(Copyright 2022 The Associated Press. All rights reserved.)

The former Trump aide also said her supervisor, Mr Meadows, was unconcerned by reports that the Secret Service had become aware of people carrying weapons — firearms and melee weapons such as spears fashioned from flagpoles — in the vicinity of the White House.

In the wake of the Capitol attack, Republicans defended Mr Trump from his second impeachment by arguing that the crowd who stormed the Capitol was unarmed and stressing that Mr Trump had not encouraged them to riot. But Ms Hutchinson’s testimony contradicts both those well-worn defences.

Nick Akerman, a former assistant US attorney who spent time working in the Southern District of New York and as a Watergate special prosecutor, told The Independent that Ms Hutchinson’s testimony had made Mr Trump’s responsibility for the violence “pretty clear” and said the ex-Trump aide had provided leads that could go towards indictments on multiple federal charges.

“You got everything from sedition to obstructing Congress to defrauding the United States,” he said.

Mr Akerman described the revelation of Mr Trump’s reaction to the magnetometers being used to keep armed supporters away from him as a smoking gun that puts his speech that day in a much different light.

He said the fact that Mr Trump knew his supporters were armed negates any First Amendment-based defense he could mount.

“If he was speaking to a group of AARP members … standing there on their walkers, it would be one thing. But instead, he knew he was speaking to a group of people that had AR-15s, Glocks and other weapons … and that they were going up to the Capitol, and he knew that they weren’t gunning for him that they were gunning for somebody else,” he said. “And who is that somebody else other than people in Congress?”

“From a prosecutor standpoint, it opens up the fact that yes, there were multiple crimes,” he added.

One of the attorneys who defended Mr Trump during the two-year investigation led by former FBI director Robert Mueller, Ty Cobb, said a probe into the former president’s actions would be far different than that previous Justice Department effort.

Mr Cobb regarded the Mueller probe into Mr Trump’s alleged ties to Russia as unnecessary. But in an interview with CNN he said a probe of what the former president did before and during the Capitol attack would be a different matter.

“Here there are many damning facts,” said Mr Cobb, who also singled out Ms Hutchinson’s testimony about Mr Trump’s knowledge that the crowd was armed as being especially damaging to his former client, as well as his alleged approval of rioters’ calls to hang then-vice president Mike Pence.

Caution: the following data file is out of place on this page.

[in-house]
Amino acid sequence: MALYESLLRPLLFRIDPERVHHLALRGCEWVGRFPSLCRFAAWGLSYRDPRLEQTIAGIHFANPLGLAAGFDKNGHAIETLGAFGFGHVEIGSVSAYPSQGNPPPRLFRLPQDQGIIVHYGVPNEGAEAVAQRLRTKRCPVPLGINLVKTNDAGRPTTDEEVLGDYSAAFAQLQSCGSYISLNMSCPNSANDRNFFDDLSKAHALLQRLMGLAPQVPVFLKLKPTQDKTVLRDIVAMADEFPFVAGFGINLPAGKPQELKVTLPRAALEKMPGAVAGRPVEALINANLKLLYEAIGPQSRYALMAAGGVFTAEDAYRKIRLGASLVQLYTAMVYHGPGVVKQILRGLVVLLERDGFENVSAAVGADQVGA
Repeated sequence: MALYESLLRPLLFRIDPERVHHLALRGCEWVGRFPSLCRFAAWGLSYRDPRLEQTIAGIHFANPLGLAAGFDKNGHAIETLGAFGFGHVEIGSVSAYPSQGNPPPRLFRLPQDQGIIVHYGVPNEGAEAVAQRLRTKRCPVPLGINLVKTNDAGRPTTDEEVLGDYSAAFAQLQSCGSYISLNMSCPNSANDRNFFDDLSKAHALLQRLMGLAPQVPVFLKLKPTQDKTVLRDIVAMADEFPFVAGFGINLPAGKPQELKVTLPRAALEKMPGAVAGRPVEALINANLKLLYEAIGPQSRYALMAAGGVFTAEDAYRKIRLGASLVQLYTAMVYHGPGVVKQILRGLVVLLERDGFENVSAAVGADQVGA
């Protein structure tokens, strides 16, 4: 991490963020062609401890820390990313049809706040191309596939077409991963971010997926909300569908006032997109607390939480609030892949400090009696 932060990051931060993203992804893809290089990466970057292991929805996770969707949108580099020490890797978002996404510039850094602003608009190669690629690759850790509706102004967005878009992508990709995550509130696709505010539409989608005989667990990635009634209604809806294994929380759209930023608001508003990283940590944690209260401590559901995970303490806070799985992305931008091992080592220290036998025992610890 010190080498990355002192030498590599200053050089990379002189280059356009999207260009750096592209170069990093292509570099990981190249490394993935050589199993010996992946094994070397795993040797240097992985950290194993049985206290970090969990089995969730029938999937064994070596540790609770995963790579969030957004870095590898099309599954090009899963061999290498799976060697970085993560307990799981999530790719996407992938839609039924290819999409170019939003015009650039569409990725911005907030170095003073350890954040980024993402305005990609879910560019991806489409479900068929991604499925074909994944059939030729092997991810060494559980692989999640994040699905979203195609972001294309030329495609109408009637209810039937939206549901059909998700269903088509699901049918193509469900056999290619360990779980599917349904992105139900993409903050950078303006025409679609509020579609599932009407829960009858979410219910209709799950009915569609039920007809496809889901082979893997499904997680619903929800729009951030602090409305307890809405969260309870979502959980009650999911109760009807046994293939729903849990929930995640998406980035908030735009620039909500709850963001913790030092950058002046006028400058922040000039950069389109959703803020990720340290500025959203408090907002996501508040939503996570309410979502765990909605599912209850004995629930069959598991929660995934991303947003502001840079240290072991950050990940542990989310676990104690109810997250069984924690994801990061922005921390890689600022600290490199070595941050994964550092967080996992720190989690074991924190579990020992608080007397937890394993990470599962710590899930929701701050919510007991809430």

If such an act “isn’t insurrection, I don’t know what is,” he added.

Another ex-federal prosecutor, Thompson Coburn partner Renato Mariotti, also said Mr Hutchinson’s testimony makes it all the more likely that Mr Trump will face criminal charges.

Writing on Twitter, Mr Mariotti described the ex-Trump White House aide’s evidence as “actually mov[ing] the ball forward significantly towards a potential DOJ prosecution of” the former president.

“What makes [her] testimony different is that it included damning testimony that gives us a window into Trump’s state of mind that would be admissible in court against Trump,” he said.

He, too, singled out Mr Trump’s alleged remark about getting rid of the magnetometers as incredibly damaging to any attempt to claim the former president’s call for supporters to march to the Capitol was First Amendment-protected speech.

“Testimony that Trump said he didn’t ‘f-ing care that they have weapons … they’re not here to hurt me’ and that they would be going to the Capitol later is precisely the sort of ‘smoking gun’ evidence needed to prove that the person speaking meant to incite imminent violence,” he said. “Hutchinson’s testimony is a game changer. Until now, what I saw was potential narrow criminal charges against crooked lawyers, now it looks like an otherwise unlikely incitement prosecution is possible”.